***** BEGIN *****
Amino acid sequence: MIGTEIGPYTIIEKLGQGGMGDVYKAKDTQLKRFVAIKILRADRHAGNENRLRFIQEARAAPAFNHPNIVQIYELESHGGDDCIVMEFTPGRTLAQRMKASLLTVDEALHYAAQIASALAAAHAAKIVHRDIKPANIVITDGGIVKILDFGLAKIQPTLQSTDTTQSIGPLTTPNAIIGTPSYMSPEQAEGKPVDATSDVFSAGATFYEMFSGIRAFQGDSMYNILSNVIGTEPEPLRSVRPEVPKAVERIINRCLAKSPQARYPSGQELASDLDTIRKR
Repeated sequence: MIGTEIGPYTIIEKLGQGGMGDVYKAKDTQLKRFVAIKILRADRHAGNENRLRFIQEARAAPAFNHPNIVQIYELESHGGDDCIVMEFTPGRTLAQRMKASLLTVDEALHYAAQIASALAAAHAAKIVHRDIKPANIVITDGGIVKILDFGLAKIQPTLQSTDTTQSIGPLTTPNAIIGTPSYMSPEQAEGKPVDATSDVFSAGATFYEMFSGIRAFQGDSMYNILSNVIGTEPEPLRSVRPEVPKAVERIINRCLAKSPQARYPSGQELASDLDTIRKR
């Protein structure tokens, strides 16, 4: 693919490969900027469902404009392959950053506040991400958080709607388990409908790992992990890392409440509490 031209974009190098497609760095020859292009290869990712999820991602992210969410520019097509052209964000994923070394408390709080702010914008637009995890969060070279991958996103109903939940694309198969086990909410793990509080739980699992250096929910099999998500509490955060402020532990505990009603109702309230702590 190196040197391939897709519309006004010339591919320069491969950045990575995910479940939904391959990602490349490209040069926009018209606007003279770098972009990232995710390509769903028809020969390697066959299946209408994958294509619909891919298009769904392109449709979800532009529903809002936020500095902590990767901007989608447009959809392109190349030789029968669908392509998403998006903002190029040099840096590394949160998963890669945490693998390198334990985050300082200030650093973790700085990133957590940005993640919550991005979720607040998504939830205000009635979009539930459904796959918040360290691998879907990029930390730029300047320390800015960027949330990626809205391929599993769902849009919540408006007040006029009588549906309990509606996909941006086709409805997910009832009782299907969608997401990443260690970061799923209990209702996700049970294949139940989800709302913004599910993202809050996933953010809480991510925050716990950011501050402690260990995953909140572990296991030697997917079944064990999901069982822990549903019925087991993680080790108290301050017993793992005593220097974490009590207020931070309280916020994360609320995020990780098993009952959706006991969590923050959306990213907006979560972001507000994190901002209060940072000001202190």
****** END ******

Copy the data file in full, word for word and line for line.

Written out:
Amino acid sequence: MIGTEIGPYTIIEKLGQGGMGDVYKAKDTQLKRFVAIKILRADRHAGNENRLRFIQEARAAPAFNHPNIVQIYELESHGGDDCIVMEFTPGRTLAQRMKASLLTVDEALHYAAQIASALAAAHAAKIVHRDIKPANIVITDGGIVKILDFGLAKIQPTLQSTDTTQSIGPLTTPNAIIGTPSYMSPEQAEGKPVDATSDVFSAGATFYEMFSGIRAFQGDSMYNILSNVIGTEPEPLRSVRPEVPKAVERIINRCLAKSPQARYPSGQELASDLDTIRKR
Repeated sequence: MIGTEIGPYTIIEKLGQGGMGDVYKAKDTQLKRFVAIKILRADRHAGNENRLRFIQEARAAPAFNHPNIVQIYELESHGGDDCIVMEFTPGRTLAQRMKASLLTVDEALHYAAQIASALAAAHAAKIVHRDIKPANIVITDGGIVKILDFGLAKIQPTLQSTDTTQSIGPLTTPNAIIGTPSYMSPEQAEGKPVDATSDVFSAGATFYEMFSGIRAFQGDSMYNILSNVIGTEPEPLRSVRPEVPKAVERIINRCLAKSPQARYPSGQELASDLDTIRKR
């Protein structure tokens, strides 16, 4: 693919490969900027469902404009392959950053506040991400958080709607388990409908790992992990890392409440509490 031209974009190098497609760095020859292009290869990712999820991602992210969410520019097509052209964000994923070394408390709080702010914008637009995890969060070279991958996103109903939940694309198969086990909410793990509080739980699992250096929910099999998500509490955060402020532990505990009603109702309230702590 190196040197391939897709519309006004010339591919320069491969950045990575995910479940939904391959990602490349490209040069926009018209606007003279770098972009990232995710390509769903028809020969390697066959299946209408994958294509619909891919298009769904392109449709979800532009529903809002936020500095902590990767901007989608447009959809392109190349030789029968669908392509998403998006903002190029040099840096590394949160998963890669945490693998390198334990985050300082200030650093973790700085990133957590940005993640919550991005979720607040998504939830205000009635979009539930459904796959918040360290691998879907990029930390730029300047320390800015960027949330990626809205391929599993769902849009919540408006007040006029009588549906309990509606996909941006086709409805997910009832009782299907969608997401990443260690970061799923209990209702996700049970294949139940989800709302913004599910993202809050996933953010809480991510925050716990950011501050402690260990995953909140572990296991030697997917079944064990999901069982822990549903019925087991993680080790108290301050017993793992005593220097974490009590207020931070309280916020994360609320995020990780098993009952959706006991969590923050959306990213907006979560972001507000994190901002209060940072000001202190």